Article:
Table_2_Real-Word Effectiveness of Global COVID-19 Vaccines Against SARS-CoV-2 Variants: A Systematic Review and Meta-Analysis.pdf (87.27 kB)
Download file

Table_2_Real-Word Effectiveness of Global COVID-19 Vaccines Against SARS-CoV-2 Variants: A Systematic Review and Meta-Analysis.pdf

Download (87.27 kB)
dataset
posted on 19.05.2022, 04:57 authored by Kai Wang, Lin Wang, Mingzhe Li, Bing Xie, Lu He, Meiyu Wang, Rumin Zhang, Nianzong Hou, Yi Zhang, Fusen Jia
Background

Currently, promoted vaccinations against SARS-CoV-2 are being given out globally. However, the occurrence of numerous COVID-19 variants has hindered the goal of rapid mitigation of the COVID-19 pandemic by effective mass vaccinations. The real-word effectiveness of the current vaccines against COVID-19 variants has not been assessed by published reviews. Therefore, our study evaluated the overall effectiveness of current vaccines and the differences between the various vaccines and variants.

Methods

PubMed, Embase, Cochrane Library, medRxiv, bioRxiv, and arXiv were searched to screen the eligible studies. The Newcastle–Ottawa scale and the Egger test were applied to estimate the quality of the literature and any publication bias, respectively. The pooled incident rates of different variants after vaccination were estimated by single-arm analysis. Meanwhile, the pooled efficacies of various vaccines against variants were evaluated by two-arm analysis using odds ratios (ORs) and vaccine effectiveness (VE).

Results

A total of 6,118 studies were identified initially and 44 articles were included. We found that the overall incidence of variants post first/second vaccine were 0.07 and 0.03, respectively. The VE of the incidence of variants post first vaccine between the vaccine and the placebo or unvaccinated population was 40% and post second vaccine was 96%, respectively. The sub-single-arm analysis showed a low prevalence rate of COVID-19 variants after specific vaccination with the pooled incidence below 0.10 in most subgroups. Meanwhile, the sub-two-arm analysis indicated that most current vaccines had a good or moderate preventive effect on certain variants considering that the VE in these subgroups was between 66 and 95%, which was broadly in line with the results of the sub-single-arm analysis.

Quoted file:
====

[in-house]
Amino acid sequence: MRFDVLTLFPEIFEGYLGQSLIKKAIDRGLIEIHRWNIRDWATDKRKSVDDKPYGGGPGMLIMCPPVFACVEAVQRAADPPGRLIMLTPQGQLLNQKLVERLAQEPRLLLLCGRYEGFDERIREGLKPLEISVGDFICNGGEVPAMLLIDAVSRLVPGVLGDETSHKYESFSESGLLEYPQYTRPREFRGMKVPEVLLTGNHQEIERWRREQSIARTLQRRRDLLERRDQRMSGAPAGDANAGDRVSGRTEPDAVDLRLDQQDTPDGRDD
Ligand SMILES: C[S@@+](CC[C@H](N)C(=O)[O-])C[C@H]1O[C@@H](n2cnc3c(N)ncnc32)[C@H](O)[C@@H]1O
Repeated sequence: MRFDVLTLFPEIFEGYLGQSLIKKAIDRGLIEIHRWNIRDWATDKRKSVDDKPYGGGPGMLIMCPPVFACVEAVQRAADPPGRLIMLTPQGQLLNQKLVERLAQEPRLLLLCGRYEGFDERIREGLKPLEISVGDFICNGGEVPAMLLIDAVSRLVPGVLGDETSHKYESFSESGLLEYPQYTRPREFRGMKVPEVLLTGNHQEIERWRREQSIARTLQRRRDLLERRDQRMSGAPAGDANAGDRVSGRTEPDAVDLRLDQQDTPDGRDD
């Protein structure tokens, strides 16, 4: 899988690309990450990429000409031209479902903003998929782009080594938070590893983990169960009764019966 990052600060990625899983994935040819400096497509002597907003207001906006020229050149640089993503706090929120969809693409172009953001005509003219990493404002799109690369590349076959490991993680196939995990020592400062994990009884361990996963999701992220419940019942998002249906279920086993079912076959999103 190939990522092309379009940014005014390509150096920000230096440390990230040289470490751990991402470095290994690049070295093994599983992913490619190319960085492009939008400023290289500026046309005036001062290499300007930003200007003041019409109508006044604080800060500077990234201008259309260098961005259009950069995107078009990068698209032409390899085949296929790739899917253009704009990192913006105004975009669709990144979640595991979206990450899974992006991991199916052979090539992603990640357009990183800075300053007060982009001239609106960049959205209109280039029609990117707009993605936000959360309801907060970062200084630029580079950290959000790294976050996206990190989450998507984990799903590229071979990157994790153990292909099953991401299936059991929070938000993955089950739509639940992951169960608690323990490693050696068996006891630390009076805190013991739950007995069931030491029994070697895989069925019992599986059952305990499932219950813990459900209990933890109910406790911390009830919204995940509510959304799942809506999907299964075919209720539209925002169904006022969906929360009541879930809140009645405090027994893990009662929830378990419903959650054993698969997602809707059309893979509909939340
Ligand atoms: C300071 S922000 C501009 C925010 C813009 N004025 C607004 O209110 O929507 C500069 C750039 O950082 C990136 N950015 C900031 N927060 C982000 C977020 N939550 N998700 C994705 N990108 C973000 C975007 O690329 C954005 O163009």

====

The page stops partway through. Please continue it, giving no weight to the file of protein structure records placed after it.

Conclusion

Our meta-analysis shows that the current vaccines that are used globally could prevent COVID-19 infection and restrict the spread of variants to a great extent. We would also support maximizing vaccine uptake with two doses, as the effectiveness of which was more marked compared with one dose. Although the mRNA vaccine was the most effective against variants according to our study, specific vaccines should be taken into account based on the local dominant prevalence of variants.

History

References